A Google-developed social network has been on the map for some time now and even if we didn’t know what incarnation it would appear in, we’ve witnessed the company try out a few schemes recently before hitting on ‘the big one’. Remember Wave and Buzz? Well, we all make mistakes!
Google’s reinvention of the social networking idea has the potential to knock all the others off their perches, as it is inherently designed to amalgamate the good bits of all the other social networks, like Facebook, MSN, Twitter and FourSquare, in one easily accessible place.
The advantage for Google is that by jumping in at this stage in the game, they have left the heavy-lifting jobs to the guys at Facebook and the others – they have been instrumental in making social networking an integral part of our lives. Now all Google+ has to do is improve on the work the others have done, right?
Android smartphone users who already use Facebook, or TweetDeck – where a similar convergence of apps has already taken place – may well find themselves only intrigued by Google+ at this stage. Not enough of their friends are on it to warrant a complete switch over, but what is it and why is everyone talking about it? At the moment, Google+ is in the early stages and is still invite-only for non-Google account holders, but Tweeters especially are testing the waters by putting their Google+ links in their bios so people can add them there too.
At Google’s one-stop shop, you can instant message like on MSN, video call as if you’re on Skype, tag your favourite subjects, get links and read articles about them like on Delicious, group your friends in Circles (maybe so you can avoid the crazy ones), upload photos and lots more.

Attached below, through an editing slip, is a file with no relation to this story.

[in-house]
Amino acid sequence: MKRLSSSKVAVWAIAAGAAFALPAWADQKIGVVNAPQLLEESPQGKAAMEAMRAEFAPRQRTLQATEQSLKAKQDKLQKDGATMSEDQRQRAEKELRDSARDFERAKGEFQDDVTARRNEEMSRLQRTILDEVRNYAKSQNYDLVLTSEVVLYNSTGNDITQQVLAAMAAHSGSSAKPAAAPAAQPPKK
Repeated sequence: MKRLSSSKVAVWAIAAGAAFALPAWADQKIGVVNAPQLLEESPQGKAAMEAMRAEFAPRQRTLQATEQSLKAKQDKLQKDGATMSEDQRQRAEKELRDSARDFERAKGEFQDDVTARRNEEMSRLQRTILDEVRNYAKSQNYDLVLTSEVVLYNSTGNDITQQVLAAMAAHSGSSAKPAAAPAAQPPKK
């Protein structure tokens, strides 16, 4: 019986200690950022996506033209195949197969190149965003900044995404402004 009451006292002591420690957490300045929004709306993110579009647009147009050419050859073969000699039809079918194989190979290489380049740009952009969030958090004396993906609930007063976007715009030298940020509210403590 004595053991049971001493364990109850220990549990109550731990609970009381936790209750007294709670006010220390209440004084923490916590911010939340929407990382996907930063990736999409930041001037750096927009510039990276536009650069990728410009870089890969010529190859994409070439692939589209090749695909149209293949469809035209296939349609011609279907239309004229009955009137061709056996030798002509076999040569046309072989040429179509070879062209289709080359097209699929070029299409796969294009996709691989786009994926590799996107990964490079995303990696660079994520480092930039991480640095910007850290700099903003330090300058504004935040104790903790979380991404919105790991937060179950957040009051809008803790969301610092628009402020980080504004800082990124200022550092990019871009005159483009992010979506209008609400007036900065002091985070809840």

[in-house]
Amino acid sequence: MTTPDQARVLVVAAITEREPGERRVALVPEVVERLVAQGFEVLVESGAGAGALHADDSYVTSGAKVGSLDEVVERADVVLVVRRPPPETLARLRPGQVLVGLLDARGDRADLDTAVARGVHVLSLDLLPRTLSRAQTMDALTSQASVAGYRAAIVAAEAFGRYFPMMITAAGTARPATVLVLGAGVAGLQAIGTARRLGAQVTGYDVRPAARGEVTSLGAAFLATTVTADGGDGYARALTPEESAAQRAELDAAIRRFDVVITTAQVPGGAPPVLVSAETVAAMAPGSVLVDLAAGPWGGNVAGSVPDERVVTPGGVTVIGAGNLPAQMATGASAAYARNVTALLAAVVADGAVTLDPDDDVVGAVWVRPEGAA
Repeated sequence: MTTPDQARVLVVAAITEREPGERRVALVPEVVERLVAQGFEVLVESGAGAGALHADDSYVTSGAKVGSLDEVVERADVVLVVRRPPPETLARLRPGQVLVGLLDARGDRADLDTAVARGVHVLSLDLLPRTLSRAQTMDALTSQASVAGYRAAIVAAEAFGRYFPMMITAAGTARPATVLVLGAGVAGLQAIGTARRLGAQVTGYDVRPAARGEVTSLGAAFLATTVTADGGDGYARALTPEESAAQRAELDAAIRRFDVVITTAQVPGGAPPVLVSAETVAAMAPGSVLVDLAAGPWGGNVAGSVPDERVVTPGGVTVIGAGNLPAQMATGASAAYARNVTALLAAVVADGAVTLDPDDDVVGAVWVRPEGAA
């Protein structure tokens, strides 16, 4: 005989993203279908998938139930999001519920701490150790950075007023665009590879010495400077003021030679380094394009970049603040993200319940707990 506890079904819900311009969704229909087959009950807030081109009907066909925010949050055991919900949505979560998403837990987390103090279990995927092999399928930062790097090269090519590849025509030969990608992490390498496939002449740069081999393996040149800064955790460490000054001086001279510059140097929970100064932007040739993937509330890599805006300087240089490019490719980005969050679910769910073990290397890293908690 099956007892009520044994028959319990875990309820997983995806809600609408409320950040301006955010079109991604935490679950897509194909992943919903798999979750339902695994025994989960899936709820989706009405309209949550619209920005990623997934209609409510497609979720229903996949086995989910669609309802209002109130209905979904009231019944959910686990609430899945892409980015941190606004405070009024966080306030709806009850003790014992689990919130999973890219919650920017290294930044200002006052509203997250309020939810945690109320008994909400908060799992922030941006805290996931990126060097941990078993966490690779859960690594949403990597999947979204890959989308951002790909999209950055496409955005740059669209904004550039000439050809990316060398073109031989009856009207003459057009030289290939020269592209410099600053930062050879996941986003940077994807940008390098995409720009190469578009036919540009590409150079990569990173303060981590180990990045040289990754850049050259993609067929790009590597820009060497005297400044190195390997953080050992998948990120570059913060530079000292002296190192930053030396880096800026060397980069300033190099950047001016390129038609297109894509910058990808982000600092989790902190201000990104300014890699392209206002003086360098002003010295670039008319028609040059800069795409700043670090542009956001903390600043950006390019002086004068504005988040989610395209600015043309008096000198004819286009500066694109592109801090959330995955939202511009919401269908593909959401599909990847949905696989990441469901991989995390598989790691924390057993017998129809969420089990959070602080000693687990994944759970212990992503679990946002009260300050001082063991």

Multiple accounts suspended
Google’s supposed “we need to kill Facebook, what shall we do?” approach, has got its critics squawking in protest that all of these functions are already available on the web and Google pretending to have reinvented the wheel is a little arrogant to say the least. Google’s comeback is to state that right now, these connections are ‘broken’ and there is no one place where users can engage in all of these activities.
One of the drawbacks for the thousands of people who have existing Google accounts will be that multiple logins for Google+ and other Google services are not allowed. In a freak crackdown at the end of June, Google suspended many accounts trying to use multiple logins. It also suspended people using names that weren’t “real” – both rules stripping the possibility for anonymity on the web and forcing users into being themselves! The no-multiple-accounts rule might be a sticking point for those who don’t want to share their updates with their email contacts too.
Is this seriously going to be the new Facebook and do we need one? It’s so early to tell, but it’s clear to see that the fight for users’ headspace on the web has well and truly begun.